Chrome diopside has several origins. Most of the finest chrome diopside material comes from the Republic of Sakha in Siberia, Russia, but production is sporadic due to extreme winters that last more than eight months. This is the only commercially viable deposit. Minor sources of chrome diopside include Australia, Austria, Canada, Finland, Italy, Madagascar, South Africa, and the United States.
|Ranking 5.5 on Mohs hardness scale, chrome diopside is moderately soft and collectors of this gem should be mindful of scratching. Avoid abrasives and solvents when cleaning chrome diopside. In jewelry, chrome diopside is best suited to pins, pendants and earrings.|
|Chrome diopside’s rich, vibrant greens rival the beauty of emerald. Chrome diopside color variations range from a vivid, bright green to a dark green that appears almost black. Color is natural and caused by the presence of chromium and, to a lesser extent, iron. |
|Chrome diopside has a rich green color that provides an affordable alternative to emerald. Smaller gems are vivid green and are often used as accent stones in jewelry. Clean, bright stones larger than 2 carats are difficult to find. Larger chrome diopside gems tend to appear blackish green and are not as attractive in color as smaller stones. Lapidaries try to compensate for the tone by cutting large chrome diopside stones with shallower pavilions. Smaller sizes of chrome diopside are still available in the market today but larger stones of good quality are in short supply. Color is unenhanced and is caused by the presence of chromium. The only phenomenon associated with chrome diopside is chatoyancy.|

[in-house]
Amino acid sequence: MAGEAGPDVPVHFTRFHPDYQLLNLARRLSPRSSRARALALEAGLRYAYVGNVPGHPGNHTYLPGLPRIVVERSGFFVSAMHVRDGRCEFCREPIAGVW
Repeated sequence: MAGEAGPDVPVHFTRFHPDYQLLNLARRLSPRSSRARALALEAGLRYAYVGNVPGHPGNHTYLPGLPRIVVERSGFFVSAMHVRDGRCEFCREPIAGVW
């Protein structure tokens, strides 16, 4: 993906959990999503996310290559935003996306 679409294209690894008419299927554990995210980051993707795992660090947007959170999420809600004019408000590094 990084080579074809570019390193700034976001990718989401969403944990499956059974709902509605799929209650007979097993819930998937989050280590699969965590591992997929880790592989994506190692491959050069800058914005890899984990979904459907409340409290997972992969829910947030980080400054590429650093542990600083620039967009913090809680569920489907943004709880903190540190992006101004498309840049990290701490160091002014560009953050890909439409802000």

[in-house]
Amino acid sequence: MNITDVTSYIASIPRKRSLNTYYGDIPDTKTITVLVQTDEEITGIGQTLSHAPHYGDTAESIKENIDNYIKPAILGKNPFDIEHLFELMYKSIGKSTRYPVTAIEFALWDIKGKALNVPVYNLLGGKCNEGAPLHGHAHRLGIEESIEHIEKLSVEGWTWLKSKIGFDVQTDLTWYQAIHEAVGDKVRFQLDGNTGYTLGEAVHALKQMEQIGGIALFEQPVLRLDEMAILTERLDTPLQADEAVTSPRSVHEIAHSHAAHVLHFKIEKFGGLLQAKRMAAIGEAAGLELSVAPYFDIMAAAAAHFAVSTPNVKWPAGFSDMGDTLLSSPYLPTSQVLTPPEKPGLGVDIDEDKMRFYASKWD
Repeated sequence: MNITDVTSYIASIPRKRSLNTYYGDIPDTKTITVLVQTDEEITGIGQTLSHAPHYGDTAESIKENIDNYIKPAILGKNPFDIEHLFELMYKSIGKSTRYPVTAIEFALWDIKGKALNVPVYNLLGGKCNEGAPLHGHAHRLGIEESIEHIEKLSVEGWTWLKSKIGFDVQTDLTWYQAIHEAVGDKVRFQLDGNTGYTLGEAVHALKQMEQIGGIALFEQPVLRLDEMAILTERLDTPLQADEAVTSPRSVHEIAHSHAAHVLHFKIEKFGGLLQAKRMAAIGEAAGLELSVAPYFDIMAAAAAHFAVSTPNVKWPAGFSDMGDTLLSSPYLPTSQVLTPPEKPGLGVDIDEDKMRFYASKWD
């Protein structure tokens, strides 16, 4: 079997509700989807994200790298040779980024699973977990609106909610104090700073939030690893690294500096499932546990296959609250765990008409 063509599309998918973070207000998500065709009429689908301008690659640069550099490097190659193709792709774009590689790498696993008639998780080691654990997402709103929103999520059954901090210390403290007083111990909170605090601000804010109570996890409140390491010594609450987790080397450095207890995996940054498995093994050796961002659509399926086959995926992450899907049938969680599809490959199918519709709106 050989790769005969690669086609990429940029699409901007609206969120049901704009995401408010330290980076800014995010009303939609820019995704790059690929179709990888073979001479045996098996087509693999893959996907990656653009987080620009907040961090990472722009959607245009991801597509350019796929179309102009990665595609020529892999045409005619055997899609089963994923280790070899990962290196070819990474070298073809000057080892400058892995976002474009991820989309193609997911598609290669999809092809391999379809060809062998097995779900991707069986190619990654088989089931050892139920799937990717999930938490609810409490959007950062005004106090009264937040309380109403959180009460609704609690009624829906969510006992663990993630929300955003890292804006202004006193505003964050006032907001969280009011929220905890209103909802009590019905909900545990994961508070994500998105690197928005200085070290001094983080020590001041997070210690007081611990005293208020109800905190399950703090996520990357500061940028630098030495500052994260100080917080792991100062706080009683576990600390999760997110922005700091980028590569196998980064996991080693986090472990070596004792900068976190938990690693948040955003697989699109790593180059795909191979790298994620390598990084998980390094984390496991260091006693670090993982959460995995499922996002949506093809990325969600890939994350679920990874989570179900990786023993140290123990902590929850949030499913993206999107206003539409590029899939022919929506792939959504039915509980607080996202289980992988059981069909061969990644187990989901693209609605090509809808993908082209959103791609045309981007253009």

Name Origin and Meaning
Chrome is a tribute to the chemical element chromium which gives chrome diopside its beautiful green color. Diopside comes from the Greek words dis, meaning ‘double,’ and opsis, meaning ‘vision.’
Discovery and History
Chrome diopside is one of those rare gemstones whose history has truly just begun. The world first heard about chrome diopside in 1988 when rumors of a stunning green gem emerged out of northern Siberia. Due to restrictions caused by the Cold War, access to the area had been very limited. However, the market began opening up after the Berlin Wall fell in late1989.
Supplies of chrome diopside have remained limited, though. The weather conditions surrounding chrome diopside mines are so extreme – yearly temperatures average around 4° F, and lows get down to -50° F – that mining schedules must be restricted or conditions become too dangerous for the miners.
Diopside is sometimes referred to as the ‘crying gemstone’ because some believe it produces tears that can cleanse and heal suffering.
Russian emerald is a trade misnomer for chrome diopside. However, the usage is misleading and should be avoided.
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